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The Eighth Circuit affirmed Defendants Farah, Daud, and Omar's convictions and sentences for several federal offenses related to their participation in a conspiracy to join the foreign terrorist organization known as the Islamic State of Iraq and the Levant (ISIL). The court held that the record demonstrated that the district court conducted a sufficient inquiry into Farah's concerns about his attorney; the district court did not improperly instruct the jury as to conspiracy to commit murder and any error was harmless where there was overwhelming evidence that all three defendants understood they would engage in killing if they reached Syria; the district court did not err in refusing to instruct the jury on the affirmative defenses of combatant immunity and defense of others; the district court did not procedurally err by failing to consider the need to avoid disparities between their sentences and those of their coconspirators who entered guilty pleas; and defendants' sentences were not substantively reasonable where the district court varied below a properly calculated guidelines range. View "United States v. Farah" on Justia Law

Posted in: Criminal Law

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The Eighth Circuit affirmed the district court's dismissal of plaintiffs' claims against ConAgra in an action under the Fair Labor Standards Act (FLSA) and the Arkansas Minimum Wage Act. Plaintiffs alleged that they were entitled to compensation for time spent donning and doffing their protective equipment. The court held that plaintiffs' claims under the FLSA failed where ConAgra did not create a custom or practice under the 2012 Collective Bargaining Agreement for employees not to be compensated for donning and doffing their protective equipment. Rather, ConAgra continued a custom or practice that was in effect under the 2008 Collective Bargaining Agreement. Furthermore, the union and its employees have not objected to this practice. After reviewing Gerber Prods. Co. v. Hewitt, 492 S.W. 3d 856 (Ark. 2016), Act 914, and the codified text of the Act, the court predicted that if this issue were before the Arkansas Supreme Court today, it would not follow Gerber but would instead apply the terms of the parties' Collective Bargaining Agreement. Finally, the court held that plaintiffs' claim for "tool time" was correctly viewed as de minimis. View "Lyons v. Conagra Foods Packaged Foods LLC" on Justia Law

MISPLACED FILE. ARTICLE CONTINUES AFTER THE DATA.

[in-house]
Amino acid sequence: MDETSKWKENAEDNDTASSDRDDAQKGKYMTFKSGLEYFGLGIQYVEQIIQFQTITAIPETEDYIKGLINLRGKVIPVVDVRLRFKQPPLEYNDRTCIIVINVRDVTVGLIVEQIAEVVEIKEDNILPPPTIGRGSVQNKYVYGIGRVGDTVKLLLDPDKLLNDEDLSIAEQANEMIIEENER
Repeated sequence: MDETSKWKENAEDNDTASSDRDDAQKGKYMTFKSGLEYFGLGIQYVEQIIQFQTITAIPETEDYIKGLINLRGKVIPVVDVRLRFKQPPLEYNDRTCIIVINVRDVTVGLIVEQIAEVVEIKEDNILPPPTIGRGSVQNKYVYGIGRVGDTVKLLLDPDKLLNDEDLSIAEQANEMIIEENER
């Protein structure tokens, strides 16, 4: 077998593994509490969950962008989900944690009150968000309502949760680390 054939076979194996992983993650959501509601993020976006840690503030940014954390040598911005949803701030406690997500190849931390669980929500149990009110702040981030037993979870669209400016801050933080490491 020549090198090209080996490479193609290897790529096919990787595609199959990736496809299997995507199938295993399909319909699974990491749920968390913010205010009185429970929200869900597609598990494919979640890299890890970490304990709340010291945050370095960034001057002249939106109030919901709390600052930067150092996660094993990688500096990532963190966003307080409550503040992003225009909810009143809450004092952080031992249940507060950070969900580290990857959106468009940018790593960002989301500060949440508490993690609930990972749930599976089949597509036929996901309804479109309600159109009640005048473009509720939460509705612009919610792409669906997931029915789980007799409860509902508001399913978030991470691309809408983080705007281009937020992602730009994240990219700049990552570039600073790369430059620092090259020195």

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The Eighth Circuit affirmed the district court's grant of summary judgment for St. Luke's in an action brought by a former employee, alleging discrimination in violation of the Americans with Disabilities Act (ADA) and the Age Discrimination in Employment Act (ADEA). The court held that plaintiff failed to show that St. Luke's reason for his termination was pretext for unlawful discrimination. In this case, St. Luke's terminated plaintiff for his disclosure of confidential information in violation of hospital policies. The court also held that plaintiff failed to exhaust his administrative remedies on that claim, and he could not pursue it in federal court. View "Lindeman v. Saint Luke's Hospital of Kansas City" on Justia Law